Intuitive argued that § 315(e)(1) should not apply to simultaneously filed petitions. Section § 315(e)(1) precludes a petitioner from maintaining a proceeding before the Board on any ground that it “raised or reasonably could have raised during that inter partes review.” Intuitive argued that it could not have reasonably raised all of its grounds in one petition because of the 14,000-word limit, and that simultaneously filed petitions do not conflict with the purpose of § 315(e)(1)—to prevent abusive IPR conduct. The Federal Circuit disagreed, finding that § 315(e)(1) estops a petitioner as to grounds it reasonably could have raised in another IPR, even if the petitions are filed on the same day. The Court went on to note multiple ways around the word limit issue, none of which Intuitive attempted. Intuitive could have sought to consolidate the proceedings or divided its petitions on a claim-by-claim basis instead of by grounds (something which the Court noted is not prohibited by § 315(e)(1)). Intuitive also argued that, under the Court’s decision in Shaw, it was only estopped from raising instituted grounds, but the Court cited its recent decision in California Institute of Technology v. Broadcom Limited, which overruled Shaw, explaining that estoppel applies to all grounds that could have been reasonably included in the petition.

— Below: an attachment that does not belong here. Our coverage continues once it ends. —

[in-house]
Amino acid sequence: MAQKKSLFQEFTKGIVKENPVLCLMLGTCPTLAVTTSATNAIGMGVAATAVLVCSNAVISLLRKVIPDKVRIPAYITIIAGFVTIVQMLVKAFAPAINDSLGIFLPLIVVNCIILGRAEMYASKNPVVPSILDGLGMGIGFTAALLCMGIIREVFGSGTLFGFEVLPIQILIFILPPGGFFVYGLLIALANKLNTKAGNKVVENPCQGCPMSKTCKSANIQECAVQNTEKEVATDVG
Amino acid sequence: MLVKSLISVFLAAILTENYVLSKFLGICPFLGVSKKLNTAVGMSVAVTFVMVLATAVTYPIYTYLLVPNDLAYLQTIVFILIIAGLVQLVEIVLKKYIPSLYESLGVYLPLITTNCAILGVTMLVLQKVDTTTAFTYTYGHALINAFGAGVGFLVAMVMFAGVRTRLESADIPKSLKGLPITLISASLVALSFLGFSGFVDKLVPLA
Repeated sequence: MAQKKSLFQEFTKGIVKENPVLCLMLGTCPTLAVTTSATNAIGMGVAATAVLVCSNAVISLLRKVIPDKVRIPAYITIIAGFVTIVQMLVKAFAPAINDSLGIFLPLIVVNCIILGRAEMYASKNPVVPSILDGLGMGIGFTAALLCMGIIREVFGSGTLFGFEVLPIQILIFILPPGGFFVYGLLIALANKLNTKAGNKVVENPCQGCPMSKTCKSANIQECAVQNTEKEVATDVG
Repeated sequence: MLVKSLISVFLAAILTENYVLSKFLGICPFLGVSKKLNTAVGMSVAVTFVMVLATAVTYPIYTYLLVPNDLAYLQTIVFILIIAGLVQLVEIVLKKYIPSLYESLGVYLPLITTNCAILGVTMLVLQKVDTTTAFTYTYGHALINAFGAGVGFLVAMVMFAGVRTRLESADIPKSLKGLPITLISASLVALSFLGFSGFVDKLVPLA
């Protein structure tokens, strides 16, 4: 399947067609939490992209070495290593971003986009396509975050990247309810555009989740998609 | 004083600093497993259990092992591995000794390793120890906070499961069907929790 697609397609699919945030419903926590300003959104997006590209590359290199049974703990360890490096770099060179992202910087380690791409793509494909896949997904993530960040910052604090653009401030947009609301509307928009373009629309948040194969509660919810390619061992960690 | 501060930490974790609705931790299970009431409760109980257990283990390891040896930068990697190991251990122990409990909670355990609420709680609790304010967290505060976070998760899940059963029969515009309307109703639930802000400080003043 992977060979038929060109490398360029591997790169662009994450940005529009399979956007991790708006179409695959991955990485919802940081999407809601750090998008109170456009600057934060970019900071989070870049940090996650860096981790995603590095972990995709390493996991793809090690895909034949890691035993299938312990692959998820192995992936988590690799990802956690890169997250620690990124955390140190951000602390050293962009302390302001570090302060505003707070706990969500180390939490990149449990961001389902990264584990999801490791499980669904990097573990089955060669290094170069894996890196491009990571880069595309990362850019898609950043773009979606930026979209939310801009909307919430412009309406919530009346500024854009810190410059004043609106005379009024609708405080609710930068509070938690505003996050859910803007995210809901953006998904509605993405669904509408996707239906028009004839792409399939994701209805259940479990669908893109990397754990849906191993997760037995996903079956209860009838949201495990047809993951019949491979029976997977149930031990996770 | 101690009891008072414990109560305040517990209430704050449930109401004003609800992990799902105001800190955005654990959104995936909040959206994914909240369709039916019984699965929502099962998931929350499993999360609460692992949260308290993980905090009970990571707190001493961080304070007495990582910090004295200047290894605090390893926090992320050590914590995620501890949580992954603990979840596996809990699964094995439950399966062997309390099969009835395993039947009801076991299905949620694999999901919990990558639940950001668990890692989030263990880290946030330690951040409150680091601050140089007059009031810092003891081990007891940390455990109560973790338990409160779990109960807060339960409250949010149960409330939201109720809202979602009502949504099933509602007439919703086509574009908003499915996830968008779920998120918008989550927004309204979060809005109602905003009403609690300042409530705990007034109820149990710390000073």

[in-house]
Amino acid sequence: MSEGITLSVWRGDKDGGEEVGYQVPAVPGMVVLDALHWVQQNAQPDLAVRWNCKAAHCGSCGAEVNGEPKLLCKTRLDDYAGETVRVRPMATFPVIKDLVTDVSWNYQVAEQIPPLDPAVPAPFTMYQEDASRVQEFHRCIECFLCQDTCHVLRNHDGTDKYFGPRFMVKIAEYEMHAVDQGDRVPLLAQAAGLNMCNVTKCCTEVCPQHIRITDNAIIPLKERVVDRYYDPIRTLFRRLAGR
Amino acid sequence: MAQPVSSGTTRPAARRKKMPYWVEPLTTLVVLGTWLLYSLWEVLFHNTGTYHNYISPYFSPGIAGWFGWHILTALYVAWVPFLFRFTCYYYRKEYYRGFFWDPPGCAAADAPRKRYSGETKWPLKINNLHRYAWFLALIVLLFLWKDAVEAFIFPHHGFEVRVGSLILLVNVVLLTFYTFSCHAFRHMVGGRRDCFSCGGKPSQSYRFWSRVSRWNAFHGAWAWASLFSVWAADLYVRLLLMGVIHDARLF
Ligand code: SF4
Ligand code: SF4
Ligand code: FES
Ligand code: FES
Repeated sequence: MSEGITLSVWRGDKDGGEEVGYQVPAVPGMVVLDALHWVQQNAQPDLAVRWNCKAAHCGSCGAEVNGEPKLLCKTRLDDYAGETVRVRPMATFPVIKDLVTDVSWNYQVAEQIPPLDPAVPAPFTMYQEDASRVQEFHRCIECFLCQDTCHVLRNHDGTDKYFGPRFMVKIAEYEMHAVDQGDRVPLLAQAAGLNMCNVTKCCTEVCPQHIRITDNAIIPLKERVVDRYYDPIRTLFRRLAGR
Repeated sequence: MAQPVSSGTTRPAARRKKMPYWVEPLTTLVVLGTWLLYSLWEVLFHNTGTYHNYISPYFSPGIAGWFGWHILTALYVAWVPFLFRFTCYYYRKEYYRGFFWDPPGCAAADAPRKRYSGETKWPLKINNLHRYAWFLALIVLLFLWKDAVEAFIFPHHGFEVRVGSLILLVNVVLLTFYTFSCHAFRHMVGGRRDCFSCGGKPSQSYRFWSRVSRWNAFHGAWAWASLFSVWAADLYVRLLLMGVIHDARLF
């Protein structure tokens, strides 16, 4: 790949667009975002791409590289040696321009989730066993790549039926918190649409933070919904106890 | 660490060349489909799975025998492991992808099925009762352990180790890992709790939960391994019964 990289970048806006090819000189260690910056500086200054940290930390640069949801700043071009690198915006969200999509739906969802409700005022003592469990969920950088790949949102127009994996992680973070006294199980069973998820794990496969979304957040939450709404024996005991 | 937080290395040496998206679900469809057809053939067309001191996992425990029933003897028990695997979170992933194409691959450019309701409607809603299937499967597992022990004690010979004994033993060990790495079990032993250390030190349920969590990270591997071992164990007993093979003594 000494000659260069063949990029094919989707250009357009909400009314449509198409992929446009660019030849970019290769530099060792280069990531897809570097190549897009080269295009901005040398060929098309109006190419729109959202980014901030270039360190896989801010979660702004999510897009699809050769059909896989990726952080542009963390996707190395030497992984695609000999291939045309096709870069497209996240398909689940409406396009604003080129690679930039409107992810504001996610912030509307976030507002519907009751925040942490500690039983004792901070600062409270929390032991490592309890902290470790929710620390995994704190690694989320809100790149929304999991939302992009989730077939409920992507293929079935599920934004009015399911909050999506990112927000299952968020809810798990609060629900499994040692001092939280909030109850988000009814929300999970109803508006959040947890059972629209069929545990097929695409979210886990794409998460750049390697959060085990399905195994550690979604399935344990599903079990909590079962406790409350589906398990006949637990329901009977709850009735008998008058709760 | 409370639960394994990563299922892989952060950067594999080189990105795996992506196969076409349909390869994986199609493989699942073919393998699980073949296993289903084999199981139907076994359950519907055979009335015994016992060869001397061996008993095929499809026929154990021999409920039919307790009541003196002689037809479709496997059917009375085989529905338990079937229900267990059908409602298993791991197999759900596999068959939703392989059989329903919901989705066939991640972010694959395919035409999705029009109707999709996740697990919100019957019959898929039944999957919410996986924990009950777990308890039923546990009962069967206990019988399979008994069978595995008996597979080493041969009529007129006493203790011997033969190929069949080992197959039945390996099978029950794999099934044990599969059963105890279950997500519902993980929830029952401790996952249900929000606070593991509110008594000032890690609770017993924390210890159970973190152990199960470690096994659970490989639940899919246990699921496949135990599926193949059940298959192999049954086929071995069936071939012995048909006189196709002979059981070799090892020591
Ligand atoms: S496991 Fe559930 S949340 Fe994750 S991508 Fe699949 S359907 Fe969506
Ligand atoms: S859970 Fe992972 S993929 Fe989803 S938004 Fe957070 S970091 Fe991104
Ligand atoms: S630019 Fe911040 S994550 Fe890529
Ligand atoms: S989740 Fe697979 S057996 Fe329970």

The Federal Circuit also considered whether Intuitive was authorized to pursue an appeal given the termination. Intuitive argued that it had the right to appeal the Board’s decision in the third IPR because it was once a party to the IPR. [...]

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Bargained-Away Rights to File for IPR May Not Be Recovered

In a precedential opinion, the US Court of Appeals for the Federal Circuit reversed a district court’s denial of a plaintiff’s requested injunction seeking to force a patent challenger to abandon its petitions for inter partes review (IPR). Nippon Shinyaku Co. Ltd. v. Sarepta Therapeutics, Inc., Case No. 2021-2369 (Fed. Cir. Feb. 8, 2022) (Newman, Lourie, Stoll, JJ.)

Nippon Shinyaku and Sarepta Therapeutics executed a mutual confidentiality agreement (MCA) to facilitate discussion of “a potential business relationship relating to therapies for the treatment of Duchenne Muscular Dystrophy.” The MCA established a mutual covenant not to sue for “any legal or equitable cause of action, suit or claim or otherwise initiate any litigation or other form of legal or administrative proceeding against the other Party . . . in any jurisdiction in the United States or Japan of or concerning intellectual property in the field of Duchenne Muscular Dystrophy” during a covenant term. The mutual covenant explicitly “include[d], but [wa]s not limited to, patent infringement litigations, declaratory judgment actions, patent validity challenges before the U.S. Patent and Trademark Office or Japanese Patent Office, and reexamination proceedings before the U.S. Patent and Trademark Office” (emphasis added). The MCA also included a forum selection clause to govern post-term intellectual property disputes between the parties, which stipulated: